abortion protests
Demonstrators rally in front of the U.S. Supreme Court in support of abortion rights. (Bob Korn/Shutterstock)

Protecting a Woman’s Right to Choose, FDA Approves Access to Abortion Pills Through the Mail

As states like Arkansas and South Carolina ramp up efforts to take away women’s rights and limit access to birth control and abortions, an unlikely alley has emerged in the fight to preserve the right to choose: the U.S. Postal Service. On April 13, the U.S. Food and Drug Administration announced that women will be able to receive abortion pills through the mail.

According to the announcement, women seeking an abortion pill will no longer have to visit a doctor’s office or clinic in person again. Instead, the FDA is now allowing women to get a prescription for the drug through a telemedicine visit with a doctor’s office and then have the medication delivered to their home.

Matthew Perrone of The Associated Press has reported that the FDA decision is “the latest reversal in an ongoing legal battle over the medication.” In a letter sent to the American College of Obstetricians and Gynecologists, the FDA’s acting head, Dr. Janet Woodcock, said an agency review of recent studies “‘does not appear to show increases in serious safety concerns,’ when women take the pill without first visiting a health facility and discussing the drug’s potential risks, including internal bleeding.”

Because of this agency review, the agency would temporarily eliminate the required visit to a medical clinic before receiving the medications needed to terminate an early pregnancy.

According to Perrone, “Medication abortion has been available in the United States since 2000 when the FDA approved the use of mifepristone. Taken with a hormone blocker called misoprostol, it constitutes the so-called abortion pill. About 40% of all abortions in the U.S. are now done through medication — rather than surgery — and that option has become more pivotal during the COVID-19 pandemic.”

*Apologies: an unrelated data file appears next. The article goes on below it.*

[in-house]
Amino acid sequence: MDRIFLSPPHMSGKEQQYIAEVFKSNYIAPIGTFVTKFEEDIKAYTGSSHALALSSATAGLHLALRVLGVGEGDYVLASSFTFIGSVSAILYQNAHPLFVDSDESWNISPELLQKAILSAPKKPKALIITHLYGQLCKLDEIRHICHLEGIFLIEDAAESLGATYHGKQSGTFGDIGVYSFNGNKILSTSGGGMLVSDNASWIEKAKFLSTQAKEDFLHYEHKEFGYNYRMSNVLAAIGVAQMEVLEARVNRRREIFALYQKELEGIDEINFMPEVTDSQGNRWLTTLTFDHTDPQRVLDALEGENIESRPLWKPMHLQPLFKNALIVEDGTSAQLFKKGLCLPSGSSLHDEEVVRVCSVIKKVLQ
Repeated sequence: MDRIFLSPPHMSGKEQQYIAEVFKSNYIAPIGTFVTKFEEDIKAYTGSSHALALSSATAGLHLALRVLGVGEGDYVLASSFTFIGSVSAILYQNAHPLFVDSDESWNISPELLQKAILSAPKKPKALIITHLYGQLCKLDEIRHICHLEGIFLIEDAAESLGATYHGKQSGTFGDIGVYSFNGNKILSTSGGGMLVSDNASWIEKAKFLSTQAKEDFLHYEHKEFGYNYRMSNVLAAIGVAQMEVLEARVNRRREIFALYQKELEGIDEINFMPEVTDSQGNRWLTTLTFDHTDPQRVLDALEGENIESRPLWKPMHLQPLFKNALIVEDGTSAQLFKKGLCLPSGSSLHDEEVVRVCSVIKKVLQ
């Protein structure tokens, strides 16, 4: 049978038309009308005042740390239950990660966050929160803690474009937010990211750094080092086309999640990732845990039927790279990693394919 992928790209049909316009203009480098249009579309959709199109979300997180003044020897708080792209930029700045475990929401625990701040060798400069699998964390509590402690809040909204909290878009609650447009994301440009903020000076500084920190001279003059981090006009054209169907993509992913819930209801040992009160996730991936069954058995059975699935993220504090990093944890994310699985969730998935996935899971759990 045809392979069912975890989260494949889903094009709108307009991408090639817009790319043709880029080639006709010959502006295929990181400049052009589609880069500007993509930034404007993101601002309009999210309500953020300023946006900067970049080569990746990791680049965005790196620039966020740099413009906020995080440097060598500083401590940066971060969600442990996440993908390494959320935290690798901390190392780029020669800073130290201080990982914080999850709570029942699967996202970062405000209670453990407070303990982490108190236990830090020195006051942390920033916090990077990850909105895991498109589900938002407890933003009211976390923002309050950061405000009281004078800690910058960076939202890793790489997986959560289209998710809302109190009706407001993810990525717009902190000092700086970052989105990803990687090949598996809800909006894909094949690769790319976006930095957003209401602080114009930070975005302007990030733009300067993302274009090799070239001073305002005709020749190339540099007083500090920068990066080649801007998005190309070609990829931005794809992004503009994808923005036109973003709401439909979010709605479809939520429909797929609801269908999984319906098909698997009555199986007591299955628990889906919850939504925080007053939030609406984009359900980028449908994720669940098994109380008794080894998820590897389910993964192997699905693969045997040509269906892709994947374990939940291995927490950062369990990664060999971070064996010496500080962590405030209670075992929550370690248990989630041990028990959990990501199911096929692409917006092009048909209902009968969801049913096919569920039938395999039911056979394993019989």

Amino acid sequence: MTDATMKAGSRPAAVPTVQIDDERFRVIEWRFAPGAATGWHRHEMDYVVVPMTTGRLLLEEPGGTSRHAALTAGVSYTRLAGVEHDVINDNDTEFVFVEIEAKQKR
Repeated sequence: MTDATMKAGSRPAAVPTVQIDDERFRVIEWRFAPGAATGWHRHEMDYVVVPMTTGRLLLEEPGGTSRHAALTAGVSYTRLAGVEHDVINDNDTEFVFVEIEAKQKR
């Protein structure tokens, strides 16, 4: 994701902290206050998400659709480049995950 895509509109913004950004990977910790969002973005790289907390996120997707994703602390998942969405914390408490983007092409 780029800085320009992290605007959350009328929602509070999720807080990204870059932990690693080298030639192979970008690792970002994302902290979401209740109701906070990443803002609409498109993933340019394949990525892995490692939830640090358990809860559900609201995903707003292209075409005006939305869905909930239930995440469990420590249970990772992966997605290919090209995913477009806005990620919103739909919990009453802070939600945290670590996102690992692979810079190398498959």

In early 2020, when the pandemic began, the FDA waived in-person requirements for virtually all medications in an effort to keep people at home and socially distanced. However, getting a number of more serious medications, including mifepristone, still required a visit to a healthcare provider because patients had to sign a form confirming they were aware of the potential medical risks.

The FDA’s latest announcement overrides that rule, allowing the medication to be mailed out now instead of being picked up in person.

Women’s rights advocates have cheered the FDA’s decision — while Republicans are predictably outraged and doing everything they can to override the ruling.

“They’re trying as hard as they can to restrict access to the pills now because they know they won’t be able, later, to un-ring the bell,” Mary Ziegler, a professor at the Florida State University College of Law who studies abortion, told Politico in March 2020.

“It takes the fight out of the clinic setting into individual people’s homes,” said Alina Salganicoff, Director of Women’s Health Policy at the Kaiser Family Foundation (Kaiser Permanente is a DiversityInc Hall of Fame company). “That becomes much more difficult to regulate and could potentially broaden access.”

Alice Miranda Ollstein and Darius Tahir of Politico have reported that “demand for abortion pills has soared as conservative states have moved aggressively in recent years to restrict access to surgical abortions. In 2001, the drugs were used in just 5% of abortions in the U.S. By 2017, that jumped to 39%, according to the Guttmacher Institute, a research organization that supports abortion rights.”

“Mifepristone itself has demonstrated, through both clinical study and decades of use, to be a safe, effective medication,” Eva Chalas, President of the American College of Obstetricians and Gynecologists, said in a statement. “Requiring the medicine to be dispensed in person, then taken elsewhere at the patients’ discretion, is arbitrary and does nothing to bolster the safety of an already-safe medicine.”

 

Related: For more recent diversity and inclusion news, click here.

 

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